Alfy’s Armchair GM Editorial: How To Deal With Greg Bird


We are introducing a new column here at Yanks Go Yard, Alfy’s Armchair GM. Essentially; once a week I will be taking the role of New York Yankees General Manager to discuss moves the team should be making to ensure both current and long-term success. There are a ton of topics I want to eventually go over, but I will be picking one per week to stay on point and give as much detail as possible.

Gregory Bird was brought to the major league level seemingly with the team knowing Mark Teixeira was about to be hurt. Originally Bird came in to serve as a backup to Teixeira and Alex Rodriguez, older players who would no doubt need off-days. Just a few weeks into his stint, Teixeira fouled a ball off his leg, ending his season. In his short time as the starting first baseman for the Yankees he has forced the hand of the team. He cannot go back to the minors in 2016. He has to stay in the Bronx and the team has to make room for him to play every day.

Bird has played in 36 games for the Yankees. In that time he is hitting .256 with 10 home runs, 28 RBI, 22 runs, a .333 OBP and.885 OPS. He has a .297 BABIP, very sustainable, and a WAR of 0.7.  It is also important to note that he averages 4.25 pitches per plate appearance. While he does not have enough appearances to qualify, if he did, he would be ranked 3rd in the American League behind only Mike Trout (4.37) and Carlos Santana (4.29). Fun fact, Brett Gardner currently ranks third at 4.18.

His only downfall is a little bit of his defense. While he has no errors at first, there have been times that he has made the wrong decision and extended innings. Fangraphs breaks fielding plays into 6 possible types: Impossible plays (made 0% of the time), Remote plays (usually made between 1-10% of the time), Unlikely plays (usually made 10-40% of the time), Even plays (usually made 40-60% of the time), Likely plays (made between 60-90% of the time) and Routine plays (made 90-100% of the time. Bird makes 14.3% of remote plays, a bit higher than average, but is currently 0-3 (0%) on unlikely plays. He is right in line with all other types of plays. He needs to spend his offseason improving his defense to a level we are used to seeing from Mark Teixeira.

There are only a few areas that Bird can go. First base is the most obvious, but he is blocked by Teixeira. Teixeira is entering the final year of his 8 year $180M deal. He is owed $23,125,000 this year, an amount that most likely makes it too steep for a team to take him, even with the Yankees paying part of his salary. Even if the Yankees can find a team to take him, Teixeira is protected by the 5/10 Rule meaning because he has been with the Yankees for over 5 years and in baseball for over 10 years he can block any trade.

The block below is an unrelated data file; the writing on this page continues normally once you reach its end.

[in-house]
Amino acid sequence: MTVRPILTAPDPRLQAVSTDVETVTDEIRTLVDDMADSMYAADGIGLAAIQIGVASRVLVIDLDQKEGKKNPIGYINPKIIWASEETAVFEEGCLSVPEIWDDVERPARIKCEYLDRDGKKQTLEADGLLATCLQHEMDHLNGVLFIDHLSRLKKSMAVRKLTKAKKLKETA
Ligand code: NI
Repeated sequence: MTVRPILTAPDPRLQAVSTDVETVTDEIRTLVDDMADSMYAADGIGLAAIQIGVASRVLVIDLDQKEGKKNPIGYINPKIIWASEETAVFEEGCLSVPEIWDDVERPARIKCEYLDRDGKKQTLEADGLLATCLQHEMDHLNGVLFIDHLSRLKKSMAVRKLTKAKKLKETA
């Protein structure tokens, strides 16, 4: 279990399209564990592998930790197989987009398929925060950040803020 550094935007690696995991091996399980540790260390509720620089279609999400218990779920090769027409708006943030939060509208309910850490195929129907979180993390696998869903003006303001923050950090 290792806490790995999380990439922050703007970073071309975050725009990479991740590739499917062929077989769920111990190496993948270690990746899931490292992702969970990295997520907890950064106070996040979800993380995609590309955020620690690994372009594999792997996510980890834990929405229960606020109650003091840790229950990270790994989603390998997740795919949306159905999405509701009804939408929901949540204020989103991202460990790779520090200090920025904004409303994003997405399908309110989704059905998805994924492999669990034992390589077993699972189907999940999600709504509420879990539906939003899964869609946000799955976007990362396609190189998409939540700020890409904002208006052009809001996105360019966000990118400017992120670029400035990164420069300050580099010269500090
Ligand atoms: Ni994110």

Rodriguez has two years left in his massive contract. He is owed $21,000,000 in both 2016 and 2017. While he has continued to show power this season, 32 home runs is already his most since hitting 35 in 2008. Like Teixeira, he is protected under the 5/10 Rule. Additionally, Rodriguez is 40 years old. He cannot play the field, and he is generally hated in baseball. Consider him a Yankee through 2017.

Enter Chase Headley. Headley is in his first full season with the Yankees and he has been a little underwhelming. While he has the exact same .262 average he did last season, his OBP has dropped from .371 to .327. His slugging is down to .375. Again, nothing is terrible, but it is all replaceable.

Headley was resigned because of his strong defense. Unfortunately he has not shown that in 2015. He ranks 18th out of 19 qualified third basemen in the major leagues in fielding percentage (.945). His .986 fielding percentage last season would rank him 1st this year. Making throws to first has become an issue at times. It looks more mental than physical, which is actually usually more difficult to fix.

Headley is signed through the 2018 season making $13,000,000 per season. Despite his below average defense and base line hitting he could definitely be traded to the right team. He is not under 5/10 protection and will still be 31 when next season starts. There are plenty of teams that are hurting at third base and can afford his relatively affordable salary. The Indians, Diamondbacks, White Sox, Astros, and Angels all come to mind.

The best way for the team to move forward concerning Bird is to get Rodriguez off the team, keep Headley at 3rd, and allow Teixeira and Bird to share time at first base. This just is not realistic at all. If we are looking for the most realistic way to get Bird into the lineup, it is going to be through the hot corner. Headley will move on to a new team, Bird will spend the off-season learning 3rd base, and the Yankees will be vulnerable all season long. This move leaves the Yankees very thin at both first and third and leaves no room for error until 2017. If they go ahead with this route, there is a lot of pressure on Eric Jagielo to be ready to take over 3rd by 2017.

If I had the power to determine the coming off-season, I would work to move Teixeira, expecting to go to a plan B. If that failed, I would definitely dangle Headley for pitching, both starting and relief. The team really does have 4 players for three spots. If the Yankees have to keep Teixeira, Rodriguez, and Headley, I would be prepared to bench a player making 8 figures just to be sure the $500,000 kid gets a full season of at bats in. After all, the team will be his in 2017 anyway.

More from Yanks Go Yard